These are the golden days of fall. Clear skies, fluttering leaves, red dogwood berries, and cooler temperatures. I’m happily rummaging through my sweater drawer, eager for a wardrobe change. Food-wise we are ready for some novelty, too. Summer salads were all well and good, but I’m thinking of heartier fare – I’ll be bidding adieu to estival cucumber salads, and hello to the many permutations of the fortifying squash.
Summer squash – namely zucchini – has worn out its welcome. Winter squash is a blessing. I have been reading recipes for raw, roasted, baked, mashed, grilled, stewed, steamed and souped-up squash. And there are oodles more for the myriad varieties of squash: acorn squash, Delicata squash, butternut squash, Sweet Dumpling squash, Turban squash, Kabocha squash, spaghetti squash, buttercup squash, and lest we forget the obvious – pumpkin squash.
I rely on Food52 for its robust ideas. How brilliant is this? Raw butternut squash: https://food52.com/blog/25641-why-you-should-eat-butternut-squash-raw
For the chilly vegetarians in your COVID pod, this is a way to warm them up with the more delicate taste of roasted acorn squash and apples: https://www.makingthymeforhealth.com/roasted-acorn-squash-and-apple-soup/
Are you trying to cut back on your carbs? Spaghetti squash might be the answer. Of course, adding cheese and bacon, and a side of garlic bread won’t really benefit your lofty dietary goals, but it is delicious: https://www.thespruceeats.com/spaghetti-squash-carbonara-4693656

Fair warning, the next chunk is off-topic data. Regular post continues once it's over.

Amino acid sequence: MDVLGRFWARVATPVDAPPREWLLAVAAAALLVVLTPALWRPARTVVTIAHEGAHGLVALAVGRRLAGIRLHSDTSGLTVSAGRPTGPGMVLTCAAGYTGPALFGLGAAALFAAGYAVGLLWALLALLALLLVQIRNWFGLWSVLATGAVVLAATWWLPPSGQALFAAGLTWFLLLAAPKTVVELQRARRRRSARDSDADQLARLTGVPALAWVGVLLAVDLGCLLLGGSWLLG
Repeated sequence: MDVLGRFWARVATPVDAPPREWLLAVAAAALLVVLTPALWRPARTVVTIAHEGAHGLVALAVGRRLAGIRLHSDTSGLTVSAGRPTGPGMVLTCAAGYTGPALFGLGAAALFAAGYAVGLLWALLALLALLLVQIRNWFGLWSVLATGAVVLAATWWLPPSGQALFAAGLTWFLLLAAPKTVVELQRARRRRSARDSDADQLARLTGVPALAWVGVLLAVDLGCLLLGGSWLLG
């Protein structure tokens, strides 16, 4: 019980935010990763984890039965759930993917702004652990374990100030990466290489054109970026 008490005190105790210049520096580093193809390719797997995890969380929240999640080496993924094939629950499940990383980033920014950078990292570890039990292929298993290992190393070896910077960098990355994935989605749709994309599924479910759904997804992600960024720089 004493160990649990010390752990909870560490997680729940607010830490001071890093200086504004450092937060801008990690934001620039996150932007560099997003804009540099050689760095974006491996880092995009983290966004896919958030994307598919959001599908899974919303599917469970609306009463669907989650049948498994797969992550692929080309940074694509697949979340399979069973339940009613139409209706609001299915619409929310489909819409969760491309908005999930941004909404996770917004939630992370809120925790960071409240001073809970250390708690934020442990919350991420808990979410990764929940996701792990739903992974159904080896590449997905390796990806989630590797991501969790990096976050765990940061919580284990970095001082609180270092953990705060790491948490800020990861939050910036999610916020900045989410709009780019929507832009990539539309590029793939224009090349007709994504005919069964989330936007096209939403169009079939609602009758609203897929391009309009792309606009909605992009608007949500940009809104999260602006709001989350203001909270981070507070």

There are subtle differences among squash varieties. The kabocha (which means pumpkin in Japanese) squash and the buttercup squash look very similar – they are round and squat and green, after all. But the kabocha is rounder, and has a tree-like stem. The buttercup flesh is wetter, while the kabocha is more dense and easier to handle, and more desirable. Seek out the kabocha, accept no substitutes. https://heathereatsalmondbutter.wordpress.com/2009/10/15/gettin-krazy-with-kabocha/
The Delicata squash is cream-colored with orange or green stripes, and it has a delicate, edible rind. Pair it with apples for an aromatic side dish for pork chops: https://www.loveandlemons.com/roasted-delicata-squash/
I love a good, hearty stuffed squash. Many squash are perfectly suited for stuffing and you can stuff with abandon: https://www.splendidtable.org/story/2015/11/06/stuffed-winter-squash
Breads! Bake pumpkin bread often during the fall. Homemade pumpkin spices floating around the house will cheer you up and make you smile during these anxious COVID days, which drag on and on. You will feel a great sense of accomplishment, too. Right now, mindfulness and deep breathing are to be encouraged. Plus with a slice of pumpkin bread and a cup of tea, you can take a little afternoon break as you work from home. This is extra special pumpkin bread – it has chocolate! It will give you something to look forward to: https://sallysbakingaddiction.com/pumpkin-chocolate-chip-bread/
Here is a handy overview of winter squashes: https://www.allrecipes.com/article/winter-squash-types/
“It was time to take the pumpkin out of the pot and eat it. In the final analysis, that was what solved these big problems of life. You could think and think and get nowhere, but you still had to eat your pumpkin. That brought you down to earth. That gave you a reason for going on. Pumpkin.”
― Alexander McCall Smith